Merz continues to further his interdisciplinary work with Music for Eggs, another collaboration with Livio. The work takes the Babypod as its subject, which works with the long-standing assumption that playing music for unborn children is healthy for early development. Conceptualized by Livio and featuring music composed by Merz, the final product will be a four minute-long video that has the piece playing underneath it. However, Livio and Merz will be using an intravaginal speaker to play the music to eggs, not fetuses. A complex feat, Music for Eggs critiques the expectations and pressures that mothers experience before their children are even born or, in this case, fertilized.
“Our ideas are shaped together,” explains Merz about the project. The goal is to nuance the complicated relationship between women’s bodies and technical development. In turn, the pair are exploring new ways of mixing art, media, and technology. Instead of an approach that begins with texture, Merz is focusing on melody and harmony. However, the musical element won’t be your stereotypical lullabye. It will seek to honor Livio’s eggs as living things. “But it’s also like over-preparing them for an eventual baby. So it’s a dual critique but it’s totally sincere, too.”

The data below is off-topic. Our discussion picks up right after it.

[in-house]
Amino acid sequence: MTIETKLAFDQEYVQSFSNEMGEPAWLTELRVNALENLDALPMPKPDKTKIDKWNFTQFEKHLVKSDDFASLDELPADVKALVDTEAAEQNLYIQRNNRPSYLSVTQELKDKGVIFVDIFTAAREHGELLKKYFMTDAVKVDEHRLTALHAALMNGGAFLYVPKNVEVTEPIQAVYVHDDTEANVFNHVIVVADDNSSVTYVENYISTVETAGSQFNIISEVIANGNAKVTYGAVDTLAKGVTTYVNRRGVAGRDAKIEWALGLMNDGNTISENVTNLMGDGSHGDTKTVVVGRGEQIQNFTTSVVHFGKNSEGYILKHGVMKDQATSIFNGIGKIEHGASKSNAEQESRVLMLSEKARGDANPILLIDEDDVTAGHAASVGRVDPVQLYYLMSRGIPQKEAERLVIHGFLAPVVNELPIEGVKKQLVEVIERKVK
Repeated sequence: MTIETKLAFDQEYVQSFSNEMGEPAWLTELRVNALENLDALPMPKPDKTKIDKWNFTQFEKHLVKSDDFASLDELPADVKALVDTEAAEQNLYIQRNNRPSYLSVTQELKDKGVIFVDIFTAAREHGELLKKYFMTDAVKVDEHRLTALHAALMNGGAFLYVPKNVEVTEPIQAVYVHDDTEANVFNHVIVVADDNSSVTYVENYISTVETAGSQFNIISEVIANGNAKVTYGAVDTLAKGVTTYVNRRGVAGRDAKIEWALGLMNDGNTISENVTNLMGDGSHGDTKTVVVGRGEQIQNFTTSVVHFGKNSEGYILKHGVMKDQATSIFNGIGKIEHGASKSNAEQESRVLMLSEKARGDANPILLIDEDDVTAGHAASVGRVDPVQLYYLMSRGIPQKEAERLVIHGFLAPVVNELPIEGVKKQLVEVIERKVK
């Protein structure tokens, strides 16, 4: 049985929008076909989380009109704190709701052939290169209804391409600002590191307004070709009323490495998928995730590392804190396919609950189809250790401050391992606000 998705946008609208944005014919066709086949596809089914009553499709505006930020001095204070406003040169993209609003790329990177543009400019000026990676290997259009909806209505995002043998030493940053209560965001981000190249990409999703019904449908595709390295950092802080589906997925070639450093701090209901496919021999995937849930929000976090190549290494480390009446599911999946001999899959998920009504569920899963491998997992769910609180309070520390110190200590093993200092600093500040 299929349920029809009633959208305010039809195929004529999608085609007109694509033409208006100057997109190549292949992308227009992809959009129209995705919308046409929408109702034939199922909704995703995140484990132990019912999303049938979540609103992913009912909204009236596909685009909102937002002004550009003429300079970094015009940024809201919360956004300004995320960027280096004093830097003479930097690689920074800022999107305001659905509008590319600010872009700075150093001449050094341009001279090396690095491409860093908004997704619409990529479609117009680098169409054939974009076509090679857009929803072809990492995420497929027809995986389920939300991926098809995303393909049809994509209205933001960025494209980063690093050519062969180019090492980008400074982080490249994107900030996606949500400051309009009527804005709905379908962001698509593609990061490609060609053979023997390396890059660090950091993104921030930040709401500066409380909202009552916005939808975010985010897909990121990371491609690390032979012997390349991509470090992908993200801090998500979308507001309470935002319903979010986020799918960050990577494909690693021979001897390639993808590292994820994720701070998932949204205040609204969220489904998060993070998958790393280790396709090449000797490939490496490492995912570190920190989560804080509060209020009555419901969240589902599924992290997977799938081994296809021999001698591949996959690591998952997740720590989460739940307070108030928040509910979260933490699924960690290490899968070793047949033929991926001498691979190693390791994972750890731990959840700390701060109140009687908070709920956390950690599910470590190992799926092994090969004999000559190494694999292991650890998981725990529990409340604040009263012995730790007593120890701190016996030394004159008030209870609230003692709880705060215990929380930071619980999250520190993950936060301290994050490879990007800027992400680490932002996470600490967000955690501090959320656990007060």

Merz has set himself apart as a composer through his willingness to deemphasize his own talents in favor of accessibility. “Virtuosity is tied up with the classical tradition, and I’m looking for ways to subvert that. I’d rather get the emotion out of the technique rather than show off the technique.” Instead of championing his own specific narrative, he’s creating pieces that further the classical and electronic music traditions without having to lean on their complexity. As with the inclusivity of Mediated Intimacy, Merz is extending his arms outward toward lovers of art instead of drawing boundaries between them.